Boris Kievsky 22:54 Yeah, and this happens in all levels of society, not even to talk about politics. But you know, there’s a type of thinking, which is magical executive thinking that I know best that I know this market. I know this audience, I know this process, right? And I can predict what they’re going to need. I know how to respond, rather than actually testing, generating data oftentimes, but at least looking at the data that you already have, and validating in terms of a systemized process, these assumptions, the approaches to them. A lot of organizations I feel are tied to the way that they’ve always done it, because it’s worked. And so there’s that fear of why break something that that’s working, why fix something that that’s not broken? Right? But they don’t know what the possibilities actually are, what the potential possibly is, and if they go back to their mission instead of the way that they enact a particular program. They might see that if they test the data that the programs generated if they generate more data, they might see that it’s not as efficient and as maximal as it could be.
Isaac Shalev 24:07 Yeah, what I find is that the journey into exploring your data is a strategic journey. In other words, a lot of times we think about it in terms of operational efficiency, because there’s so much data around operations. And so it’s easier to sort of understand it there. But for most organizations, that’s not really where the the obstacle is to becoming more data driven. And it’s not where most of the rewards lie. I mean, there are certainly some rewards there. But it’s not really where the the rewards lie. When I talk to folks about why data is important. I say data is a hippo repellent. Hippo is the highest paid person’s opinion, right? That’s how we often make decisions. Whoever’s got the authority, whoever’s got the money, whoever’s got the biggest mouth sometimes, right? That drives too much of our decision making. Data gives you is the ability to overcome some of those entrenched, folks who are driving the bus because that’s how they like to do it. It gives you the opportunity to reframe the work that you’re doing. And that is incredibly valuable. I don’t know. I mean, look there, there are enterprise organizations that invest in greater data capabilities and save 4% of their data processing costs. And that represents millions of dollars. And that’s fantastic. And they should keep doing that. But for most nonprofits, that’s not why you want to look into data. Right? That’s not a sufficient reason. What you want is to look at your data, because you want to know that you are doing the mission work that you’re committed to, not just in the best possible way from an efficiency perspective, but that you’re pointed in the right direction, that the kinds of activities that you’re engaged in, help solve the problems. We live in a world of unintended consequences. There’s so many times where with good intentions, you launch something, and you end up stoking the opposite behavior, bad behavior. If you’re not looking at your data, you miss it. And then you entrench it. And then it’s really hard to get out of it.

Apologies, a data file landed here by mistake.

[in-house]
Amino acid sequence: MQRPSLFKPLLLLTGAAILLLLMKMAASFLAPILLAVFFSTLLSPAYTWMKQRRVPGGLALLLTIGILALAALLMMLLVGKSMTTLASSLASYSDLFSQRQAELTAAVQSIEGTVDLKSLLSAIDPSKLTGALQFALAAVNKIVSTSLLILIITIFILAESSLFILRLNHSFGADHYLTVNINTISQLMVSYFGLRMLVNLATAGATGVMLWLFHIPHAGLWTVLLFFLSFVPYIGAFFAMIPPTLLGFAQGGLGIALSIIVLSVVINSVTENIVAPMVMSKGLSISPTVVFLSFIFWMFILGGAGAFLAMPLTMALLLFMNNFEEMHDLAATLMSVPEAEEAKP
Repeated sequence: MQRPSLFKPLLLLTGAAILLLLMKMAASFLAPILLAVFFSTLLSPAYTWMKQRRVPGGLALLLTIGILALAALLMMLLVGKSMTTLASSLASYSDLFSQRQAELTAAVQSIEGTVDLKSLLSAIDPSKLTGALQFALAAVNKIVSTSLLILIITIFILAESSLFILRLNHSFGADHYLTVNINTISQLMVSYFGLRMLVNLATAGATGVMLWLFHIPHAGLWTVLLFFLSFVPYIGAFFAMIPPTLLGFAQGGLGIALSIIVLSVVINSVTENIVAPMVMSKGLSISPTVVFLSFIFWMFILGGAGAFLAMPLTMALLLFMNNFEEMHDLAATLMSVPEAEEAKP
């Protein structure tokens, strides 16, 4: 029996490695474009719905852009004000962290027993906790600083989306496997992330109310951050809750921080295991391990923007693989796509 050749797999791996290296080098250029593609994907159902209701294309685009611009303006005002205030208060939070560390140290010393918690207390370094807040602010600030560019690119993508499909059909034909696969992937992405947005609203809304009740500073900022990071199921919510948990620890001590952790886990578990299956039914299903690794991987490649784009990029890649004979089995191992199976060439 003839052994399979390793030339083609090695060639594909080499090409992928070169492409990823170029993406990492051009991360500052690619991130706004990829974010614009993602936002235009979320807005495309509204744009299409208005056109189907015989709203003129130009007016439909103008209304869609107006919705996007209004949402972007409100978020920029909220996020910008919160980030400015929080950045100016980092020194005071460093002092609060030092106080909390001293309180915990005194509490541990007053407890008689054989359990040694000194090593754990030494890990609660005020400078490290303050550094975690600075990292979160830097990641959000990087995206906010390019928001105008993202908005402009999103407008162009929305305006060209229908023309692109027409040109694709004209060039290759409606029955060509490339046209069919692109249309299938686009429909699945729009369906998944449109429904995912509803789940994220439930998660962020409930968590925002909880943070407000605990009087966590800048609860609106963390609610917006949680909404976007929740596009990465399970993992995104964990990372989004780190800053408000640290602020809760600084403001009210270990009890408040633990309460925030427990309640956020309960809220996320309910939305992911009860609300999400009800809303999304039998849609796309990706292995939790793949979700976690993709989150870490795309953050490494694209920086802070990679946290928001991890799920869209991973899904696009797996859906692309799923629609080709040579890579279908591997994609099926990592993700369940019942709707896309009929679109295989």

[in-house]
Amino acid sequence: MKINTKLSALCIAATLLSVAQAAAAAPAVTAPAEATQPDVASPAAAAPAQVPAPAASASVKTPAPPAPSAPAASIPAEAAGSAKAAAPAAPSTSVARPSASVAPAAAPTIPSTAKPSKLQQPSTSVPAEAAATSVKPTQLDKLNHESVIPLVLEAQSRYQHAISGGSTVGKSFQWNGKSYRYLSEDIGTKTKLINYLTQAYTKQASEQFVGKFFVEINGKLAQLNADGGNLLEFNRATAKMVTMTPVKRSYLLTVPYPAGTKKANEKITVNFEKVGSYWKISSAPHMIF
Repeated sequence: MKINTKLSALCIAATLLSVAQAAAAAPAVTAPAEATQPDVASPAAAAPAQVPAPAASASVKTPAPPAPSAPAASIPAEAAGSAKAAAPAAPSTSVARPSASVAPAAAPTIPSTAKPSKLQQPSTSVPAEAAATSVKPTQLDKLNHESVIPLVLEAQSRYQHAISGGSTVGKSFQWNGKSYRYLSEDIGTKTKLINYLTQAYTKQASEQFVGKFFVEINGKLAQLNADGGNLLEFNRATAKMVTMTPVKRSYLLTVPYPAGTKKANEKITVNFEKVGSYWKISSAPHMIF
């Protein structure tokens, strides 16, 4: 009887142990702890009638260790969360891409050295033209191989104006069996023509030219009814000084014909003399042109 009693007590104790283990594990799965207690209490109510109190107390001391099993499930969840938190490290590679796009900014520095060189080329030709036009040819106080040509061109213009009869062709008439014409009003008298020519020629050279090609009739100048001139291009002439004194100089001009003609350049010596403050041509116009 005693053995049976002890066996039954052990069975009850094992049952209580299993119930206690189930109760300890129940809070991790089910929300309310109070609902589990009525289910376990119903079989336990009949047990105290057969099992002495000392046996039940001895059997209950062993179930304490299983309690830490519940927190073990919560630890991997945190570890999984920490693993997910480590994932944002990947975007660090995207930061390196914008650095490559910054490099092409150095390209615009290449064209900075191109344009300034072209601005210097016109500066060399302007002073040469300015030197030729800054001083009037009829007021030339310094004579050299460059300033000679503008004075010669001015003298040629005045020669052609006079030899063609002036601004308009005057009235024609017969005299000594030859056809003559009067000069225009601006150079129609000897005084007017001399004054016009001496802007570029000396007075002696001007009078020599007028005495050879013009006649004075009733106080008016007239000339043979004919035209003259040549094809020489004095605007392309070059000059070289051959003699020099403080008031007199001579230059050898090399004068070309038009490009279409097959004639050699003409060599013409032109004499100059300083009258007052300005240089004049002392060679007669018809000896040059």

Boris Kievsky 26:21 I’d love to keep digging into some specific, some more specific ways that people should be looking at it and maximizing their use of data. We’re gonna run out of time soon, though. So I want to jump to some resources and recommendations where people get started, what should they look at? tools, books, whatever it might be, that’ll help them go in the right direction.